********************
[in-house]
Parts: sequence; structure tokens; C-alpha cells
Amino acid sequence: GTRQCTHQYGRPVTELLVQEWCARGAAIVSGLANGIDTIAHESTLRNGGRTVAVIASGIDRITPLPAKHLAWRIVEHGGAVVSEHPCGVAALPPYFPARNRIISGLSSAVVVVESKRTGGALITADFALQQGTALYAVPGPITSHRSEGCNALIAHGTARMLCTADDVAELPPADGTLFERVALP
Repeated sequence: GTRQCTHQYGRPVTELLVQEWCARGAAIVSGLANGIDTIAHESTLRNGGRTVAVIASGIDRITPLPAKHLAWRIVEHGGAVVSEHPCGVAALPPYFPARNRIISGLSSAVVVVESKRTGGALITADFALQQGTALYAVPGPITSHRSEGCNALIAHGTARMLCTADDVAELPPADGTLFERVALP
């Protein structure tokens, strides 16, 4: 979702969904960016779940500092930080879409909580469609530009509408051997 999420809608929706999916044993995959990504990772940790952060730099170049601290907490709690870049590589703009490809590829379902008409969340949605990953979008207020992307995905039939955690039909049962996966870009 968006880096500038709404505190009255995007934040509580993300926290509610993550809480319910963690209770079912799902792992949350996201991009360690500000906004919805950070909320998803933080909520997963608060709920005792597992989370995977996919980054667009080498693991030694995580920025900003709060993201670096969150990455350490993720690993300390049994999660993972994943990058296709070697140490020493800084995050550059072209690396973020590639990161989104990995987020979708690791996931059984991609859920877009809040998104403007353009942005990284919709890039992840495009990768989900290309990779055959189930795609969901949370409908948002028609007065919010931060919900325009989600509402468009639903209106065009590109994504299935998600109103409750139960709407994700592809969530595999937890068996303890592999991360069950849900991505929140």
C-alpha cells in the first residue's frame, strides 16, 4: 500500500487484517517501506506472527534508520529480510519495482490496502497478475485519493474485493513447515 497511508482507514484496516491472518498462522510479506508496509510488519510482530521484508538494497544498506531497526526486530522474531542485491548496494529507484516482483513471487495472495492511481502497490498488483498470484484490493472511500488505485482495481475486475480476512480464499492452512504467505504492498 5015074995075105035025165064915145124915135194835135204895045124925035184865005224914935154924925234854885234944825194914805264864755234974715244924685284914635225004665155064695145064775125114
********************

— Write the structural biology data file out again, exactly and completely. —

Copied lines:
[in-house]
Parts: sequence; structure tokens; C-alpha cells
Amino acid sequence: GTRQCTHQYGRPVTELLVQEWCARGAAIVSGLANGIDTIAHESTLRNGGRTVAVIASGIDRITPLPAKHLAWRIVEHGGAVVSEHPCGVAALPPYFPARNRIISGLSSAVVVVESKRTGGALITADFALQQGTALYAVPGPITSHRSEGCNALIAHGTARMLCTADDVAELPPADGTLFERVALP
Repeated sequence: GTRQCTHQYGRPVTELLVQEWCARGAAIVSGLANGIDTIAHESTLRNGGRTVAVIASGIDRITPLPAKHLAWRIVEHGGAVVSEHPCGVAALPPYFPARNRIISGLSSAVVVVESKRTGGALITADFALQQGTALYAVPGPITSHRSEGCNALIAHGTARMLCTADDVAELPPADGTLFERVALP
């Protein structure tokens, strides 16, 4: 979702969904960016779940500092930080879409909580469609530009509408051997 999420809608929706999916044993995959990504990772940790952060730099170049601290907490709690870049590589703009490809590829379902008409969340949605990953979008207020992307995905039939955690039909049962996966870009 968006880096500038709404505190009255995007934040509580993300926290509610993550809480319910963690209770079912799902792992949350996201991009360690500000906004919805950070909320998803933080909520997963608060709920005792597992989370995977996919980054667009080498693991030694995580920025900003709060993201670096969150990455350490993720690993300390049994999660993972994943990058296709070697140490020493800084995050550059072209690396973020590639990161989104990995987020979708690791996931059984991609859920877009809040998104403007353009942005990284919709890039992840495009990768989900290309990779055959189930795609969901949370409908948002028609007065919010931060919900325009989600509402468009639903209106065009590109994504299935998600109103409750139960709407994700592809969530595999937890068996303890592999991360069950849900991505929140």
C-alpha cells in the first residue's frame, strides 16, 4: 500500500487484517517501506506472527534508520529480510519495482490496502497478475485519493474485493513447515 497511508482507514484496516491472518498462522510479506508496509510488519510482530521484508538494497544498506531497526526486530522474531542485491548496494529507484516482483513471487495472495492511481502497490498488483498470484484490493472511500488505485482495481475486475480476512480464499492452512504467505504492498 5015074995075105035025165064915145124915135194835135204895045124925035184865005224914935154924925234854885234944825194914805264864755234974715244924685284914635225004665155064695145064775125114